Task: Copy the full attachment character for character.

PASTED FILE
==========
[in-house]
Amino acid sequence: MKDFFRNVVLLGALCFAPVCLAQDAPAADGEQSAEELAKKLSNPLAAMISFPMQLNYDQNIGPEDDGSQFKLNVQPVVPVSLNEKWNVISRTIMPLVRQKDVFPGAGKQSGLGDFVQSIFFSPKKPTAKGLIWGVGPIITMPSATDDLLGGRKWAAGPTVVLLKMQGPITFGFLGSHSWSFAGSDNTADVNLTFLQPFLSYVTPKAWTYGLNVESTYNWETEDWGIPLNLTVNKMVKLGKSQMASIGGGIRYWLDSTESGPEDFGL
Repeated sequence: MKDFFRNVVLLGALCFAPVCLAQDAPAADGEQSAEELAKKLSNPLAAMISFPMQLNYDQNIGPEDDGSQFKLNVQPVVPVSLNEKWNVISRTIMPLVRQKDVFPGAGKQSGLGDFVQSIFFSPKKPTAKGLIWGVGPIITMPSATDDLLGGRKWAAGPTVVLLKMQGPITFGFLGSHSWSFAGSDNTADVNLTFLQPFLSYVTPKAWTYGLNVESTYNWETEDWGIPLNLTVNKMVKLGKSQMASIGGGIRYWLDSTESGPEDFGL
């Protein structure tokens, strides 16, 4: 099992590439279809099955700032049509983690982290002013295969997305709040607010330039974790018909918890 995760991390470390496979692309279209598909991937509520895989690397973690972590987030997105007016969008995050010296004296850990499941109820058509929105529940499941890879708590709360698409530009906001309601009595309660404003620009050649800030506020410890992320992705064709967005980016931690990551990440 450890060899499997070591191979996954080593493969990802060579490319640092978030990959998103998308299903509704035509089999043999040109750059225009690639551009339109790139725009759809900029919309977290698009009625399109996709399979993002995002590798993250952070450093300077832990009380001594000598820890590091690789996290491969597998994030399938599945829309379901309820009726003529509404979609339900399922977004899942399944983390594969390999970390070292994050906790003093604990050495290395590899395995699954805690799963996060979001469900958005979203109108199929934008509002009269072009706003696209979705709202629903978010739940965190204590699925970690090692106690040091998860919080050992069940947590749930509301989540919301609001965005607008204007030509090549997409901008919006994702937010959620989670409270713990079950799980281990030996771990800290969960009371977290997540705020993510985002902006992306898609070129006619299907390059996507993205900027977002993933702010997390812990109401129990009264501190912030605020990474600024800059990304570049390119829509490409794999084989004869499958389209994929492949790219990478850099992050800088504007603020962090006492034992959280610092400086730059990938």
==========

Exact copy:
[in-house]
Amino acid sequence: MKDFFRNVVLLGALCFAPVCLAQDAPAADGEQSAEELAKKLSNPLAAMISFPMQLNYDQNIGPEDDGSQFKLNVQPVVPVSLNEKWNVISRTIMPLVRQKDVFPGAGKQSGLGDFVQSIFFSPKKPTAKGLIWGVGPIITMPSATDDLLGGRKWAAGPTVVLLKMQGPITFGFLGSHSWSFAGSDNTADVNLTFLQPFLSYVTPKAWTYGLNVESTYNWETEDWGIPLNLTVNKMVKLGKSQMASIGGGIRYWLDSTESGPEDFGL
Repeated sequence: MKDFFRNVVLLGALCFAPVCLAQDAPAADGEQSAEELAKKLSNPLAAMISFPMQLNYDQNIGPEDDGSQFKLNVQPVVPVSLNEKWNVISRTIMPLVRQKDVFPGAGKQSGLGDFVQSIFFSPKKPTAKGLIWGVGPIITMPSATDDLLGGRKWAAGPTVVLLKMQGPITFGFLGSHSWSFAGSDNTADVNLTFLQPFLSYVTPKAWTYGLNVESTYNWETEDWGIPLNLTVNKMVKLGKSQMASIGGGIRYWLDSTESGPEDFGL
């Protein structure tokens, strides 16, 4: 099992590439279809099955700032049509983690982290002013295969997305709040607010330039974790018909918890 995760991390470390496979692309279209598909991937509520895989690397973690972590987030997105007016969008995050010296004296850990499941109820058509929105529940499941890879708590709360698409530009906001309601009595309660404003620009050649800030506020410890992320992705064709967005980016931690990551990440 450890060899499997070591191979996954080593493969990802060579490319640092978030990959998103998308299903509704035509089999043999040109750059225009690639551009339109790139725009759809900029919309977290698009009625399109996709399979993002995002590798993250952070450093300077832990009380001594000598820890590091690789996290491969597998994030399938599945829309379901309820009726003529509404979609339900399922977004899942399944983390594969390999970390070292994050906790003093604990050495290395590899395995699954805690799963996060979001469900958005979203109108199929934008509002009269072009706003696209979705709202629903978010739940965190204590699925970690090692106690040091998860919080050992069940947590749930509301989540919301609001965005607008204007030509090549997409901008919006994702937010959620989670409270713990079950799980281990030996771990800290969960009371977290997540705020993510985002902006992306898609070129006619299907390059996507993205900027977002993933702010997390812990109401129990009264501190912030605020990474600024800059990304570049390119829509490409794999084989004869499958389209994929492949790219990478850099992050800088504007603020962090006492034992959280610092400086730059990938």